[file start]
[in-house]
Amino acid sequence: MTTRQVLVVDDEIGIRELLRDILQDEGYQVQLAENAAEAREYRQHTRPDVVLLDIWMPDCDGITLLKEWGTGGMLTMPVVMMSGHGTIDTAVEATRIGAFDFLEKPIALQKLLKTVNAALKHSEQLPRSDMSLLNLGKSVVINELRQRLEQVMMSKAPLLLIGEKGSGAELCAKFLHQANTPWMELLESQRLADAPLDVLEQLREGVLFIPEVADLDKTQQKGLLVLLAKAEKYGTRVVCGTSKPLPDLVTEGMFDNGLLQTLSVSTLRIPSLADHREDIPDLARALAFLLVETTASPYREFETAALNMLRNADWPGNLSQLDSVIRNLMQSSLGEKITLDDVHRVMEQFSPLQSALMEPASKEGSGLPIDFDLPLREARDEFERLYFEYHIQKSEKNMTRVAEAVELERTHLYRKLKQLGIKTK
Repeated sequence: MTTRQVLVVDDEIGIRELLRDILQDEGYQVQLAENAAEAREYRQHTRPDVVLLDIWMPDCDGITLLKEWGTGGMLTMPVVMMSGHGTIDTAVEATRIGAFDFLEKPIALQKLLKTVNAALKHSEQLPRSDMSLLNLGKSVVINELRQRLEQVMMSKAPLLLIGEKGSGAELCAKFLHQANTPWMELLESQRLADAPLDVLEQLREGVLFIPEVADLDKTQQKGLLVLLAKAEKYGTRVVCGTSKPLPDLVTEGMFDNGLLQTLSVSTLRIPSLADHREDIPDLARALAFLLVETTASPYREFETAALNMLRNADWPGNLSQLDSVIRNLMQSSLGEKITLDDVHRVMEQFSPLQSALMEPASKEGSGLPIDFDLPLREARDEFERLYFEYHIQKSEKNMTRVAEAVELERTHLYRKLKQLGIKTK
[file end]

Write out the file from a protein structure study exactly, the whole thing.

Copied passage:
[in-house]
Amino acid sequence: MTTRQVLVVDDEIGIRELLRDILQDEGYQVQLAENAAEAREYRQHTRPDVVLLDIWMPDCDGITLLKEWGTGGMLTMPVVMMSGHGTIDTAVEATRIGAFDFLEKPIALQKLLKTVNAALKHSEQLPRSDMSLLNLGKSVVINELRQRLEQVMMSKAPLLLIGEKGSGAELCAKFLHQANTPWMELLESQRLADAPLDVLEQLREGVLFIPEVADLDKTQQKGLLVLLAKAEKYGTRVVCGTSKPLPDLVTEGMFDNGLLQTLSVSTLRIPSLADHREDIPDLARALAFLLVETTASPYREFETAALNMLRNADWPGNLSQLDSVIRNLMQSSLGEKITLDDVHRVMEQFSPLQSALMEPASKEGSGLPIDFDLPLREARDEFERLYFEYHIQKSEKNMTRVAEAVELERTHLYRKLKQLGIKTK
Repeated sequence: MTTRQVLVVDDEIGIRELLRDILQDEGYQVQLAENAAEAREYRQHTRPDVVLLDIWMPDCDGITLLKEWGTGGMLTMPVVMMSGHGTIDTAVEATRIGAFDFLEKPIALQKLLKTVNAALKHSEQLPRSDMSLLNLGKSVVINELRQRLEQVMMSKAPLLLIGEKGSGAELCAKFLHQANTPWMELLESQRLADAPLDVLEQLREGVLFIPEVADLDKTQQKGLLVLLAKAEKYGTRVVCGTSKPLPDLVTEGMFDNGLLQTLSVSTLRIPSLADHREDIPDLARALAFLLVETTASPYREFETAALNMLRNADWPGNLSQLDSVIRNLMQSSLGEKITLDDVHRVMEQFSPLQSALMEPASKEGSGLPIDFDLPLREARDEFERLYFEYHIQKSEKNMTRVAEAVELERTHLYRKLKQLGIKTK